When he’s not working to do experiments or repair the ISS, Thomas Pesquet takes pictures of planet Earth, which he scans from space. Images they post on social networks. This week in Space emission, he answers questions from children behind the scenes of these photoshoots, CM2 students from the Léonard de Vinci school in Massy, who have already seen some of his photos.
If we sent postcards from the ISS I would probably choose the Bahamas. Failing to dive into the water, do like me and dive into the details of this image for the country’s national day #MissionAlpha https://t.co/I9blF1AEL7 pic.twitter.com/bcwmHlT8XJ
– Thomas Pesquet (@Thom_astro) July 10, 2021
“Hello Thomas, this is Clara, I am 10 years old, my question is: when and where from the station do you take pictures? “ asks the student at the microphone of the show.
The astronaut explains: “It’s simple: when you have time” because the astronaut and his comrades are very busy with their research, repair activities … “Sometimes we are in the right place at the right time” which allows to take “beautiful landscapes”… and sometimes not, he explains. To finish answering, he explains that he takes the photos from the Cupola, which is “like a slightly panoramic window. It is mainly used to look at the outside of the ISS” for example, during extra-vehicular outings. There are also portholes in the station, “but not many who are looking up”.
Louise, 10 years old, asks Thomas Pesquet about his photographic preferences: “What is your favorite landscape that you see on Earth from the ISS?”
The astronaut answers him: “There are plenty of them! But one place that everyone likes and is easy to see and see is the Bahamas” with their white sand and this blue sea. “It makes shapes like drawings at the bottom of the water that we can see very well from space.” The astronaut is also very fond of Australia, because he sees it full of colors, “purple, black …” but also the Sahara and its dunes, which create drawings or even the glow of cities at night.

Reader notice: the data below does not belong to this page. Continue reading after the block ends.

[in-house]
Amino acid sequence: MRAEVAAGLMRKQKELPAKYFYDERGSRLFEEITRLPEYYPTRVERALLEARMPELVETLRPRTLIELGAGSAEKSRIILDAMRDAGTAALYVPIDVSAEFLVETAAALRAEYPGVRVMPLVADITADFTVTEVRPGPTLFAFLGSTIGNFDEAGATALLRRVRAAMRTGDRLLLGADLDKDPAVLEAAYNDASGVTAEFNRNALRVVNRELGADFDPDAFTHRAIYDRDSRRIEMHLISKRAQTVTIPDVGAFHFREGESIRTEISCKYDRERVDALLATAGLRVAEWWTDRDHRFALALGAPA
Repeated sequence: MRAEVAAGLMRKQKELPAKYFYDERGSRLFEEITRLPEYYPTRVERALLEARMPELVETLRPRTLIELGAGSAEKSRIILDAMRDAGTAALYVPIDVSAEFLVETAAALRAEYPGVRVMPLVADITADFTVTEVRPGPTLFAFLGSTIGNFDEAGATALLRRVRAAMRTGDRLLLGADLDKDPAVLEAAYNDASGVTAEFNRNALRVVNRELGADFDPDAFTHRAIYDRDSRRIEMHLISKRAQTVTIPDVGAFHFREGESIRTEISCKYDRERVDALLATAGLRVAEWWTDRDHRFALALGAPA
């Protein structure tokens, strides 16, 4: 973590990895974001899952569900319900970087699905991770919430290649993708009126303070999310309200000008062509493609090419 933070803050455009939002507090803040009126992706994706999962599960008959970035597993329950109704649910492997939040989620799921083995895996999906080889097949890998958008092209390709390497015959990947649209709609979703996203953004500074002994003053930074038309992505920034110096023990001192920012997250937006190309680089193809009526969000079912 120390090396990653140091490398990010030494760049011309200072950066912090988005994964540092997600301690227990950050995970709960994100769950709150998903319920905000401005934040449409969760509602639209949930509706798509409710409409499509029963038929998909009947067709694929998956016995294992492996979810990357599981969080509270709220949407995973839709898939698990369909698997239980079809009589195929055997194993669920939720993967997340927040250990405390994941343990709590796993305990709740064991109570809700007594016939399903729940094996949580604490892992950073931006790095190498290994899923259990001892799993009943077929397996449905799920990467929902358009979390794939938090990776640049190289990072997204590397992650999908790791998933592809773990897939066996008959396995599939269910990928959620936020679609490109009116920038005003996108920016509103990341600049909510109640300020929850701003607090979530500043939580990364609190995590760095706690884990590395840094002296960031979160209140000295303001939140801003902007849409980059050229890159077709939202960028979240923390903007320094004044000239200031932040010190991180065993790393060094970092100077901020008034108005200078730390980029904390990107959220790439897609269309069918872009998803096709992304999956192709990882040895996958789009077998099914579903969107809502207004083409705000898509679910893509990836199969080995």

The sacred site of Uluru – at the heart of Australia and the millennial culture of the aboriginal peoples It changes color according to the course of the sun #MissionAlpha https://t.co/pggoU9AuTJ pic.twitter.com/EqA2Yf0gz7
– Thomas Pesquet (@Thom_astro) May 29, 2021
Around’Amine and Léo, 10 years old to take the microphone : “How do you manage to send photos from space if you don’t have the connection?” asks the first, “Normal they have 6G …” completes the second.
“No, we don’t have 6G, smiles the astronaut. We don’t even have 3G if you want. We have a connection to send the data “ but mission requires, the photos are not the priority in the ISS, explains the astronaut. “It’s a satellite communication” to exchange all this information, photos and video. “And it’s pretty slow.”
And finally, here is the question of Yasmine, 10 years old, who has seen photos of the astronaut: “Hello Thomas, my name is Yasmine I’m 10 years old. I looked at your photos, I liked it … After that, that’s my opinion. How do you zoom the photos so much since space ?” asks the schoolgirl.
“We have lots of different goals” especially what are called telephoto lenses. “It’s not easy to find your target” explains the astronaut, “but with a little practice and usual”, recognition is easier. And then, just take the photo … in one click!
Here is our favorite place on the ISS: La Cupola! It is our window to the world. I promised myself that I would spend a little more time there during the #MissionAlpha (but promised @esa, it will not interfere with my work) https://t.co/xwPKPS0bDz pic.twitter.com/qqk9mSjx0m
– Thomas Pesquet (@Thom_astro) April 27, 2021
On this page, you can listen to this new episode of Space emission, where astronaut Thomas Pesquet answers children’s questions about life aboard the ISS. A meeting to listen to every Saturday at 10:44 and 12:50 on the News i radio and to find in podcast.